And the reason for this is to get a car surgically clean for a host of reasons but one such reason is to avoid cross-contamination of clay while claying and causing an ever worse problem - deep scratches.



    Quote Originally Posted by TerryOlson2005 View Post

    I'm pumped to take on the next project, which will be my wife's 2016 Durango. The paint is real nice, but I'm sure I can improve on it. It also has some overspray on the front end from a trip to the bodyshop wherein they didn't cover the entire truck when they recleared the back hatch. Also on the to-do list is to repolish the granite countertops, but that will involve different equipment and supplies - same basic principals though.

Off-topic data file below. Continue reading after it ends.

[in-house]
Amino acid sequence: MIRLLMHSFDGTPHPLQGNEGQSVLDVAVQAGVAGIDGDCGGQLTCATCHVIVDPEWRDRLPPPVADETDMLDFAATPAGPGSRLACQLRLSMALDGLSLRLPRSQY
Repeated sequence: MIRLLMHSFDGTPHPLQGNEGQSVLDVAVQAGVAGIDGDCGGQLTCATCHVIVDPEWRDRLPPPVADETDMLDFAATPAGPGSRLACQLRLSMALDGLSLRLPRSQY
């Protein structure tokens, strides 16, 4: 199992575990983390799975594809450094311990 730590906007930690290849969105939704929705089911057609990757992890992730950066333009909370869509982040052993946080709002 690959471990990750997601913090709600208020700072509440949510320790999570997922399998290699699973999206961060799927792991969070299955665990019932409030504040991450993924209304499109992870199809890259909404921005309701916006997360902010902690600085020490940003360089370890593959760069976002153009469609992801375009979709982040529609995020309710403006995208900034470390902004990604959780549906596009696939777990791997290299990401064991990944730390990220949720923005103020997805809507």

I've learned a great deal from the forum and from Mike's presentations here on the website and in TV appearances. I really appreciate this kind of resource and I'll add pics when I find the time.

    Terry
    Ramsey, MN

    Thank you joining us here on the forum Terry. I'm looking forward to your future posts.



    Mike Phillips
    Director of Training Autogeek & Marine 31
    IDA Board Member - Certified Detailer - Skills Validated Detailer - IDA Recognized Trainer
    Mike Phillips Facebook Page
    Twitter
    Instagram
    Mike Phillips Detail Files YouTube Playlist
    Sign-up for Mike's Tips & Techniques Newsletter


  8. #5
    Senior Member Paul A.'s Avatar
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    Re: New Guy - First Project

    Welcome to the group, Terry.

  9. #6
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    Re: New Guy - First Project

    Welcome to the forum!
    That is a true car guy who wants to do as much as he can and continue learning to know how to work on all aspects of your vehicles.

    Somebody named Olson from Minnesota?! Never heard of such a thing